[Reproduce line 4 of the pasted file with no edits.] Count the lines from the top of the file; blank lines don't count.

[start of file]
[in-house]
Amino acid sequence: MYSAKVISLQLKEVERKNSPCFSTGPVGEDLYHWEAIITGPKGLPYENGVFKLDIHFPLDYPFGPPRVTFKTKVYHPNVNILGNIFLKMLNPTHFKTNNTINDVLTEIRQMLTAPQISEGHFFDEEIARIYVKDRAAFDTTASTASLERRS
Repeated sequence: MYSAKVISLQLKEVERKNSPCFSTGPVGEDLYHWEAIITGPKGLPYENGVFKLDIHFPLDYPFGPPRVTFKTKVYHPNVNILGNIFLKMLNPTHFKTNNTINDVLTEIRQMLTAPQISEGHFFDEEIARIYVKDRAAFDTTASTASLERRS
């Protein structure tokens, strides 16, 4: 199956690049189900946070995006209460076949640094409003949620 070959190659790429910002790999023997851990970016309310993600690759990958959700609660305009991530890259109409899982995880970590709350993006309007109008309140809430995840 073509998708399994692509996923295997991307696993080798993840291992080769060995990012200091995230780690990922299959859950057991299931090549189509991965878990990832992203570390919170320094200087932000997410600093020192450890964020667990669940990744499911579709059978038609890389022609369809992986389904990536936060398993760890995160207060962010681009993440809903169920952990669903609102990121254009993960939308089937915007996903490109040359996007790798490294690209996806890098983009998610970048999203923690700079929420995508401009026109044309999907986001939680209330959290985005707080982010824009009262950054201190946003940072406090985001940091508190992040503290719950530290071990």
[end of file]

């Protein structure tokens, strides 16, 4: 199956690049189900946070995006209460076949640094409003949620 070959190659790429910002790999023997851990970016309310993600690759990958959700609660305009991530890259109409899982995880970590709350993006309007109008309140809430995840 073509998708399994692509996923295997991307696993080798993840291992080769060995990012200091995230780690990922299959859950057991299931090549189509991965878990990832992203570390919170320094200087932000997410600093020192450890964020667990669940990744499911579709059978038609890389022609369809992986389904990536936060398993760890995160207060962010681009993440809903169920952990669903609102990121254009993960939308089937915007996903490109040359996007790798490294690209996806890098983009998610970048999203923690700079929420995508401009026109044309999907986001939680209330959290985005707080982010824009009262950054201190946003940072406090985001940091508190992040503290719950530290071990």